6th October 2023
SIMA appeals Tamil Nadu Chief Minister to strengthen the proactive measures to sustain the competitiveness of the textile industry in the State
The Textiles and Clothing (T&C) industry is the backbone for the Tamil Nadu economy as the State accounts 1/3rd of the Textile business of the country providing direct jobs to over 60 lakh people in the State besides fetching Rs.75,000 crore forex earnings and GST revenue to the tune of Rs.5,000 crores for the Government. The global recession is still ruling high due to various issues including the war between Russia and Ukraine, leading to shrinkage of the buying capacities of foreign consumers, thus impacting the volume of export Orders. Factors like non-availability of quality cotton in required quantities, 11% import duty on cotton, high volatility in cotton price during the last two years and enforcement of Quality Control Orders for Synthetic/manmade Fibre raw material (PTA and MEG), fibres and filament/spun yarn are affecting the operations of the textile industry, forcing the textile manufactures to cut down their production rate significantly, specifically during the past one year, consequently eroding the global competitiveness and working capital of the spinning segment.
Tamil Nadu is gearing up to host its flagship event, the Tamil Nadu Global Investors Meet 2024 (GIM 2024), a means to establish Tamil Nadu as a USD 1 trillion economy by 2030. Tamilnadu has been the most attractive destination for new investments mainly due to its unique energy policies relating to wind power, open access power, third party power etc., thus making the power intensive sectors like textiles to remain competitive when compared to any other States in the country. To achieve the growth, strengthening the policy initiatives already implemented by the State Government is necessitated. In the recent period, huge incentives were offered to textile sector by the States like Maharashtra, Gujarat, Madhya Pradesh, Telangana, etc., by way of capital subsidy upto 45% with a cap of Rs.250 crores, power subsidy of Rs.3.77 per unit, exemption of open access power from cross subsidy and additional surcharges, etc. Since power cost accounts over 45% of the manufacturing cost on textile industry, it has become a governing factor for any textile unit to sustain its viability, make investments in modernization, expansion and green field projects. The wind power banking with nominal cost has been the major attraction of Tamil Nadu. It is a myth that TANGEDCO incurs loss due to banking as the captive consumers not only compensate all the losses on account of banking, but also provide scientific data relating to wind forecast and its profitability and thereby drastically reduced the hardships of TANGEDCO. The life of wind turbines generators is estimated at 25 years for the purpose of determining the wind tariff while TANGEDCO has taken a decision to discontinue only banking facility and also advocating repowering of old windmills. The MNRE is bringing out the fitness certification process soon.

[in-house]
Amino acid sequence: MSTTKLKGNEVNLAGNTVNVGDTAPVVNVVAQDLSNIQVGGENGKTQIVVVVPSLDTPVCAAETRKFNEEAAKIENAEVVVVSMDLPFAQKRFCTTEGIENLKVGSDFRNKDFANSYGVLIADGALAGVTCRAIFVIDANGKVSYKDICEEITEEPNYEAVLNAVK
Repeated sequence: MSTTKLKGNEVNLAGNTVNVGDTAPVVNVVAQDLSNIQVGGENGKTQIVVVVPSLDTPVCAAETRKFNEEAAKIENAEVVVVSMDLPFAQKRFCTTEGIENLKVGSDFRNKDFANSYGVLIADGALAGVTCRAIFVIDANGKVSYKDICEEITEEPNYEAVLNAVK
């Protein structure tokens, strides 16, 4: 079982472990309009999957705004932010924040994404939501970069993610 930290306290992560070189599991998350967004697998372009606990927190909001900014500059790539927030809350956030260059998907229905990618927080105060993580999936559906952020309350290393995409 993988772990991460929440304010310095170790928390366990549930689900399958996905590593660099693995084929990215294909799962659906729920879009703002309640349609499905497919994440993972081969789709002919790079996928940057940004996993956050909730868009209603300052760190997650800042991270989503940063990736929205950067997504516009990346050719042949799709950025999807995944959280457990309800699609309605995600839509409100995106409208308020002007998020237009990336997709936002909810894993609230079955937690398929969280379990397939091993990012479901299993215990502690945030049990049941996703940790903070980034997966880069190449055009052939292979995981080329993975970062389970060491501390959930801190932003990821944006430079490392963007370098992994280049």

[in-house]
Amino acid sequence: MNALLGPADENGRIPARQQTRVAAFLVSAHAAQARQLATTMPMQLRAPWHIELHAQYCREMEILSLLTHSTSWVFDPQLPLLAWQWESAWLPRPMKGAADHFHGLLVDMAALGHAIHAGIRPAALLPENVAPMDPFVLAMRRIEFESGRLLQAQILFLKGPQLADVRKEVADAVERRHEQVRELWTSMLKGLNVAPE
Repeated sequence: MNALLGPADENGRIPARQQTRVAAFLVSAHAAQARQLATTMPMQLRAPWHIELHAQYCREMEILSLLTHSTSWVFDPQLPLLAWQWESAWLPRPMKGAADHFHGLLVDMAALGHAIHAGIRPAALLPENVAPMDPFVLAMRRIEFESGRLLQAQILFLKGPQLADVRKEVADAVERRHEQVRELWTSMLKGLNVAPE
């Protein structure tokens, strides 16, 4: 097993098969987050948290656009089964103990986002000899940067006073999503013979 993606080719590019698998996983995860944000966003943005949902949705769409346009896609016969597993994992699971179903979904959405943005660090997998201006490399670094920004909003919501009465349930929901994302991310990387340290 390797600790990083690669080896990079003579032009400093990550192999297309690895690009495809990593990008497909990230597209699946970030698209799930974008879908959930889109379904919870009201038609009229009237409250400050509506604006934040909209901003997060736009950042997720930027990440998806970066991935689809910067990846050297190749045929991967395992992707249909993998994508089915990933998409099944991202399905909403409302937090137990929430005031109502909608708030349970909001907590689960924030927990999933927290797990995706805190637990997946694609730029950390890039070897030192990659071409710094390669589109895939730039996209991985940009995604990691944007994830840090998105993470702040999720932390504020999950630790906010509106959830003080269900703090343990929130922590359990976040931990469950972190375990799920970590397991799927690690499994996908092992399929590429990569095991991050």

Out of 15 million spindles of over 20 years old capacity in the country, Tamilnadu has 12 million spindles that accounts almost 60% of the total capacity. Unless otherwise appropriate policies are announced or atleast roll back the power tariff to the level that existed prior to the recent tariff revision, most of the textile mills in Tamilnadu will be closed in few years. Already several hundreds of textile units are under SMA1, SMA2 and NPA accounts.
Textile industry was attracting over 60% of the investments made in the country till 2007 mainly due to the power cost advantage. The industry started losing its competitiveness from 2008 when the acute power shortage prevailed during 2008-2012 and thereafter, the industry has become uncompetitive, not only due to power cost, but also steep increase in the transport cost for sourcing entire raw material from the States like Gujarat and Maharashtra and also selling over 40% of the yarns and fabrics again in the upcountry markets. Therefore, it has become essential for the Government of Tamilnadu to have a re-look at the policies relating to the textile industry, particularly the power tariff to sustain the survival of the textile industry in Tamilnadu.
In a Press Release issued here today, Dr. S.K. Sundararaman, Chairman, The Southern India Mills’ Association (SIMA) has appealed to the Hon’ble Chief Minister of Tamil Nadu, Mr. M.K. Stalin to have a re-look at the prevailing energy policy especially the annual banking facility extended to the wind mills of 20 / 25 years old and network charges levied for roof top solar panel. SIMA Chairman, while appreciating Hon’ble Chief Minister’s efforts to persuade the Union Government to address issues relating to cotton import duty, MMF quality control order issue, etc., he has appealed to the Hon’ble Chief Minister to extend/implement the annual banking facility to the windmills of 20 / 25 years old and keep the repowering policy in abeyance under the current scenario and make the same as optional in due course, considering the numerous challenges and the need to sustain the competitiveness of captive consumers of such wind power.